Hi, I'm Craig and this is Crash Course Government and Politics and today we're going to get down and dirty wallowing in the mud that is Congress. Okay, maybe that's a little unfair, but the workings of Congress are kind of arcane or byzantine or maybe let's just say extremely complex and confusing, like me, or Game of Thrones without the nudity. Some of the nudity, maybe. However, Congress is the most important branch, so it would probably behoove most Americans to know how it works. I'm going to try to explain. Be prepared to be behooved. Both the House of Representatives and the Senate are divided up into committees in order to make them more efficient. The committees you hear about most are the standing committees, which are relatively permanent and handle the day-to-day business of Congress. The House has 19 standing committees and the Senate 16. Congressmen and Senators serve on multiple committees. Each committee has a chairperson, or chair, who is the one who usually gets mentioned in the press, which is why you would know the name of the chair of the House Ways and Means Committee. Tell us in the comments if you do know, or tell us if you are on the committee, or just say hi. Congress creates special or select committees to deal with particular issues that are beyond the jurisdiction of standing committees. Some of them are temporary and some, like the Senate Select Committee on Intelligence, are permanent. Some of them have only an advisory function which means they can't write laws. The Select Committee on Energy Independence and Global Warming has only advisory authority which tells you pretty much all you need to know about Congress and climate change. There are joint committees made up of members of both houses. Most of them are standing committees and they don't do a lot although the joint Committee on the Library oversees the Library of Congress, without which we would not be able to use a lot of these pictures. Like that one, and that one, and ooh that one's my favorite. Other committees are conference committees, which are created to reconcile a bill when the House and Senate write different versions of it, but I'll talk about those later when we try to figure out how a bill becomes a law. So why does Congress have so many committees? The main reason is that it's more efficient to write legislation in a smaller group rather than a larger one. Congressional committees also allow Congressmen to develop expertise on certain topics. So a Congressperson from Iowa can get on an agriculture committee because that is an issue he presumably knows something about if he pays attention to his constituents. Or a Congressperson from Oklahoma could be on the Regulation of Wind Rolling Down the Plain Committee. Committees allow members of Congress to follows their own interests, so someone passionate about national defense can try to get on the armed services committee. Probably more important, serving on a committee is something that a Congressperson can claim credit for and use to build up his or her brand when it comes time for reelection. Congress also has committees for historical reasons. Congress is pretty tradish, which is what you say when you don't have time to say traditional. Anyway, it doesn't see much need to change a system that has worked, for the most part, since 1825. That doesn't mean that Congress hasn't tried to tweak the system. Let's talk about how committees actually work in the Thought Bubble. Any member of Congress can propose a bill, this is called proposal power, but it has to go to a committee first. Then to get to the rest of the House or Senate it has to be reported out of committee. The chair determines the agenda by choosing which issues get considered. In the House the Speaker refers bills to particular committees, but the committee chair has some discretion over whether or not to act on the bills. This power to control what ideas do or do not become bills is what political scientists call "Gatekeeping Authority", and it's a remarkably important power that we rarely ever think about, largely because when a bill doesn't make it on to the agenda, there's not much to write or talk about. The committee chairs also manage the actual process of writing a bill, which is called mark-up, and the vote on the bill in the committee itself. If a bill doesn't receive a majority of votes in the committee, it won't be reported out to the full House or Senate. In this case we say the bill "died in committee" and we have a small funeral on the National Mall. Nah we just put it in the shredder. Anyway, committee voting is kind of an efficient practice. If a bill can't command a majority in a small committee it doesn't have much chance in the floor of either house. Committees can kill bills by just not voting on them, but it is possible in the House to force them to vote by filing a discharge petition - this almost never happens. Gatekeeping Authority is Congress's most important power, but it also has oversight power, which is an after-the-fact authority to check up on how law is being implemented. Committees exercise oversight by assigning staff to scrutinize a particular law or policy and by holding hearings. Holding hearings is an excellent way to take a position on a particular issue. Thanks Thought Bubble. So those are the basics of how committees work, but I promised you we'd go beyond the basics, so here we go into the Realm of Congressional History. Since Congress started using committees they have made a number of changes, but the ones that have bent the Congress into its current shape occurred under the speakership of Newt Gingrich in 1994. Overall Gingrich increased the power of the Speaker, who was already pretty powerful. The number of subcommittees was reduced, and seniority rules in appointing chairs were changed. Before Gingrich or "BG" the chair of a committee was usually the longest serving member of the majority party, which for most of the 20th century was the Democrats. AG Congress, or Anno Gingrichy Congress, holds votes to choose the chairs. The Speaker has a lot of influence over who gets chosen on these votes, which happen more regularly because the Republicans also impose term limits on the committee chairs. Being able to offer chairmanships to loyal party members gives the Speaker a lot more influence over the committees themselves. The Speaker also increased his, or her - this is the first time we can say that, thanks Nancy Pelosi - power to refer bills to committee and act as gatekeeper. Gingrich also made changes to congressional staffing. But before we discuss the changes, let's spend a minute or two looking at Congressional staff in general. There are two types of congressional staff, the Staff Assistants that each Congressperson or Senator has to help her or him with the actual job of being a legislator, and the Staff Agencies that work for Congress as a whole. The staff of a Congressperson is incredibly important. Some staffers' job is to research and write legislation while others do case work, like responding to constituents' requests. Some staffers perform personal functions, like keeping track of a Congressperson's calendar, or most importantly making coffee - can we get a staffer in here? As Congresspeople spend more and more time raising money, more and more of the actual legislative work is done by staff. In addition to the individual staffers, Congress as a whole has specialized staff agencies that are supposed to be more independent. You may have heard of these agencies, or at least some of them. The Congressional Research Service is supposed to perform unbiased factual research for Congresspeople and their staff to help them in the process of writing the actual bills. The Government Accountability Office is a branch of Congress that can investigate the finances and administration of any government administrative office. The Congressional Budget Office assesses the likely costs and impact of legislation. When the CBO looks at the cost of a particular bill it's called "scoring the bill." The Congressional reforms after 1994 generally increased the number of individual staff and reduced the staff of the staff agencies. This means that more legislation comes out of the offices of individual Congresspeople. The last feature of Congress that I'm going to mention, briefly because their actual function and importance is nebulous, is the caucus system. These are caucuses in Congress, so don't confuse them with the caucuses that some states use to choose candidates for office, like the ones in Iowa. Caucuses are semi-formal groups of Congresspeople organized around particular identities or interests. Semi-formal in this case doesn't mean that they wear suits and ties, it means that they don't have official function in the legislative process. But you know what? Class it up a little - just try to look nice. The Congressional Black Caucus is made up of the African American members of the legislature. The Republican Study Group is the conservative caucus that meets to discuss conservative issues and develop legislative strategies. Since 2010 there is also a Tea Party caucus in Congress. There are also caucuses for very specific interests like the Bike Caucus that focuses on cycling. There should also be a Beard Caucus, shouldn't there? Is there a Beard Caucus Stan? No? What about an eagle punching caucus? The purpose of these caucuses is for like minded people to gather and discuss ideas. The caucuses can help members of Congress coordinate their efforts and also provide leadership opportunities for individual Congresspeople outside of the more formal structures of committees. There are a lot of terms and details to remember, but here's the big thing to take away: caucuses, congressional staff, and especially committees, all exist to make the process of lawmaking more efficient. In particular, committees and staff allow individual legislators to develop expertise; this is the theory anyway. Yes it's a theory. Committees also serve a political function of helping Congresspeople build an identity for voters that should help them get elected. In some ways this is just as important in the role in the process of making actual legislation. When Congress doesn't pass many laws, committee membership, or better yet, being a committee chair is one of the only ways that a Congressperson can distinguish him or herself. At least it gives you something more to learn about incumbents when you're making your voting choices. Thanks for watching. I'll see you next week. Crash Course is produced in association with PBS Digital Studios. Support for Crash Course US Government comes from Voqal. Voqal supports nonprofits that use technology and media to advance social equity. Learn more about their mission and initiatives at voqal.org Crash Course is made with all of these lovely people. Thanks for watching. Staffer! Coffee! Please. Thank you.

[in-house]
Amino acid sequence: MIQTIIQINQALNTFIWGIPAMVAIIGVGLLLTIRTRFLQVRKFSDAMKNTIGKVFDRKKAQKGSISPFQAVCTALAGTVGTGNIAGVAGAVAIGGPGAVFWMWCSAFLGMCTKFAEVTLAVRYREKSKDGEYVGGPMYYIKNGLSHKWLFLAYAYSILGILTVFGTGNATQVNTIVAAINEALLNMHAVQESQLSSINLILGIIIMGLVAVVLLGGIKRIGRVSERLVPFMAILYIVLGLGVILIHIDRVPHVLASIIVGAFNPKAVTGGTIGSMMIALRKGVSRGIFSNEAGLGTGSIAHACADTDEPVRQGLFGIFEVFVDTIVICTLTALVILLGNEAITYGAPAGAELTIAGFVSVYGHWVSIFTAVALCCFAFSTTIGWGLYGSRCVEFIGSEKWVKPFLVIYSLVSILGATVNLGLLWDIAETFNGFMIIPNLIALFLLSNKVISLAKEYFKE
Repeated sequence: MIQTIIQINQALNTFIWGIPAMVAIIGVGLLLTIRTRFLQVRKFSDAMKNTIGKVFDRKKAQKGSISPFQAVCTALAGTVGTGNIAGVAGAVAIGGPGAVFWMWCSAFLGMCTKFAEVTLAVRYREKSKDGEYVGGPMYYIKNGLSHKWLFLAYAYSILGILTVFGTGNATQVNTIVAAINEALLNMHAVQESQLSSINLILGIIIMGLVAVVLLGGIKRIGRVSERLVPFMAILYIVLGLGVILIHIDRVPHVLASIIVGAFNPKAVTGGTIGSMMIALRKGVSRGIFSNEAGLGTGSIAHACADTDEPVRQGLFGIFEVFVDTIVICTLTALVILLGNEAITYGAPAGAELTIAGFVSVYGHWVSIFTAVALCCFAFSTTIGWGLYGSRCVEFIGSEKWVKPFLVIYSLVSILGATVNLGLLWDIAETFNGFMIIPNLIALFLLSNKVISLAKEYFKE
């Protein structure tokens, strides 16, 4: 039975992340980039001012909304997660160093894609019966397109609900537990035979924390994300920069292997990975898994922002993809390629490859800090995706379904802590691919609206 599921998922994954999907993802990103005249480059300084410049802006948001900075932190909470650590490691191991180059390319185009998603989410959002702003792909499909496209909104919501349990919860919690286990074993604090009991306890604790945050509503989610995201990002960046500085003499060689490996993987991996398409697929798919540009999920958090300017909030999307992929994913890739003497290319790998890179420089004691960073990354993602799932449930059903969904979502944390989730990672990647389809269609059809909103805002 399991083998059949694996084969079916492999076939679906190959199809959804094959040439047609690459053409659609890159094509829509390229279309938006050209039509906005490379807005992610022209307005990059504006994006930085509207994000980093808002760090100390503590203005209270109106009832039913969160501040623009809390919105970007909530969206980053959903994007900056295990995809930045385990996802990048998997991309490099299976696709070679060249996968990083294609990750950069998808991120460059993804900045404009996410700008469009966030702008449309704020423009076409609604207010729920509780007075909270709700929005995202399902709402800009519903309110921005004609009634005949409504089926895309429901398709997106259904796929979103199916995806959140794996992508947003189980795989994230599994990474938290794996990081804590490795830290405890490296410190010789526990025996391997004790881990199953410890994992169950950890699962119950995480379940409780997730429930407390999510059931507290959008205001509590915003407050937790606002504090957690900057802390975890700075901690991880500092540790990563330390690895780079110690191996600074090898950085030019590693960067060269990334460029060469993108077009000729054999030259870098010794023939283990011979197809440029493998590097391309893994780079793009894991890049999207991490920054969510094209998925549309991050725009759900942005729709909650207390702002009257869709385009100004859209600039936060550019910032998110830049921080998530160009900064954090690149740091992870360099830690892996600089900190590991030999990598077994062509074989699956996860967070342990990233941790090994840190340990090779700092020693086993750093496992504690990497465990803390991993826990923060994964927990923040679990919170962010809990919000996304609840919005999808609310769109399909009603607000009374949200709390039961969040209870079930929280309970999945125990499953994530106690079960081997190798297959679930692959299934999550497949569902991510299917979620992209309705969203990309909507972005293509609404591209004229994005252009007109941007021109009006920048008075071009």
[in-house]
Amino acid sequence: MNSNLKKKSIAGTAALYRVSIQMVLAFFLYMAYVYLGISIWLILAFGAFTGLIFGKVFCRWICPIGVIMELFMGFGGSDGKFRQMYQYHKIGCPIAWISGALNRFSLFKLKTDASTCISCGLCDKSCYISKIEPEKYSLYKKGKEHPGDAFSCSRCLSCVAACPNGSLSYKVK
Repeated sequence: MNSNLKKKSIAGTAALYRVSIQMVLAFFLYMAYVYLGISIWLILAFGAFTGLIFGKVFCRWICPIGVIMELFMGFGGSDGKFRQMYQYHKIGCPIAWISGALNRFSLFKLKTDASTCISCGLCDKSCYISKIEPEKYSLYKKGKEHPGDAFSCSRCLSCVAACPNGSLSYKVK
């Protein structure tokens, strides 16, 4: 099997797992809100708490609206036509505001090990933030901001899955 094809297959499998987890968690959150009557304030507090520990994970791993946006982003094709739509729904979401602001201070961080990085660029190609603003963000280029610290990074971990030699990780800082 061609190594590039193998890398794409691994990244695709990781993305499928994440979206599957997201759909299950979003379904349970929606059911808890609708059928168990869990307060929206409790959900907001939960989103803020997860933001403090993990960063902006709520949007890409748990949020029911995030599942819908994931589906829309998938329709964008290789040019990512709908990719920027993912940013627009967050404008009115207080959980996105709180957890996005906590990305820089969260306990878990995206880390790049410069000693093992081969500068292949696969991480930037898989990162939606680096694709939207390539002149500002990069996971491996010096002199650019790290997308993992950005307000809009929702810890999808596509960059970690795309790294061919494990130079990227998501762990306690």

References

  1. ^ a b c "Emergency Antennas, Silent Stations, and Special Temporary Authority for the Broadcast Services". Federal Communications Commission. 13 December 2015.
  2. ^ "Steps to Take When A Broadcast Station Goes Silent". Broadcast Law Blog. 29 January 2009.
  3. ^ "FCC's Silent Station Crackdown Targets Virginia AMs". Insideradio.com.
  4. ^ "STA Washington, DC Facility Data [example]". FCCData.

External links

This page was last edited on 3 June 2020, at 23:59